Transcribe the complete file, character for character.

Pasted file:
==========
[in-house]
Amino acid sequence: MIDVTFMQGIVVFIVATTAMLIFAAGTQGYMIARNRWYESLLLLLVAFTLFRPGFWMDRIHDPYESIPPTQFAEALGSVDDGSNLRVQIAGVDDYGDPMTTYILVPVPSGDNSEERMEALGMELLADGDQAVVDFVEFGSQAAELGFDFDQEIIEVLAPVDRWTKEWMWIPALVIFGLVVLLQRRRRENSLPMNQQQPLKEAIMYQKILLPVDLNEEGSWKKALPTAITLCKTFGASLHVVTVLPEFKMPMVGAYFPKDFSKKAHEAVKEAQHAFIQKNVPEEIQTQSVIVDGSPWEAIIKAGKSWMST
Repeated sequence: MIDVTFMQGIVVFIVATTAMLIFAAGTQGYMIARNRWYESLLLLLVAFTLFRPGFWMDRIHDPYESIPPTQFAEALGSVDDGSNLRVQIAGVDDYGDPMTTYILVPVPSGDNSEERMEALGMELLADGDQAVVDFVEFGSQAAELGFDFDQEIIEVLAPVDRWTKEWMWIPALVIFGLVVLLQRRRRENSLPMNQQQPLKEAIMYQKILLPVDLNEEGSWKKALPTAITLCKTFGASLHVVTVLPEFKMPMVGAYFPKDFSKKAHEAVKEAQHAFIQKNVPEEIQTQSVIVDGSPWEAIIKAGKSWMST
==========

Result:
[in-house]
Amino acid sequence: MIDVTFMQGIVVFIVATTAMLIFAAGTQGYMIARNRWYESLLLLLVAFTLFRPGFWMDRIHDPYESIPPTQFAEALGSVDDGSNLRVQIAGVDDYGDPMTTYILVPVPSGDNSEERMEALGMELLADGDQAVVDFVEFGSQAAELGFDFDQEIIEVLAPVDRWTKEWMWIPALVIFGLVVLLQRRRRENSLPMNQQQPLKEAIMYQKILLPVDLNEEGSWKKALPTAITLCKTFGASLHVVTVLPEFKMPMVGAYFPKDFSKKAHEAVKEAQHAFIQKNVPEEIQTQSVIVDGSPWEAIIKAGKSWMST
Repeated sequence: MIDVTFMQGIVVFIVATTAMLIFAAGTQGYMIARNRWYESLLLLLVAFTLFRPGFWMDRIHDPYESIPPTQFAEALGSVDDGSNLRVQIAGVDDYGDPMTTYILVPVPSGDNSEERMEALGMELLADGDQAVVDFVEFGSQAAELGFDFDQEIIEVLAPVDRWTKEWMWIPALVIFGLVVLLQRRRRENSLPMNQQQPLKEAIMYQKILLPVDLNEEGSWKKALPTAITLCKTFGASLHVVTVLPEFKMPMVGAYFPKDFSKKAHEAVKEAQHAFIQKNVPEEIQTQSVIVDGSPWEAIIKAGKSWMST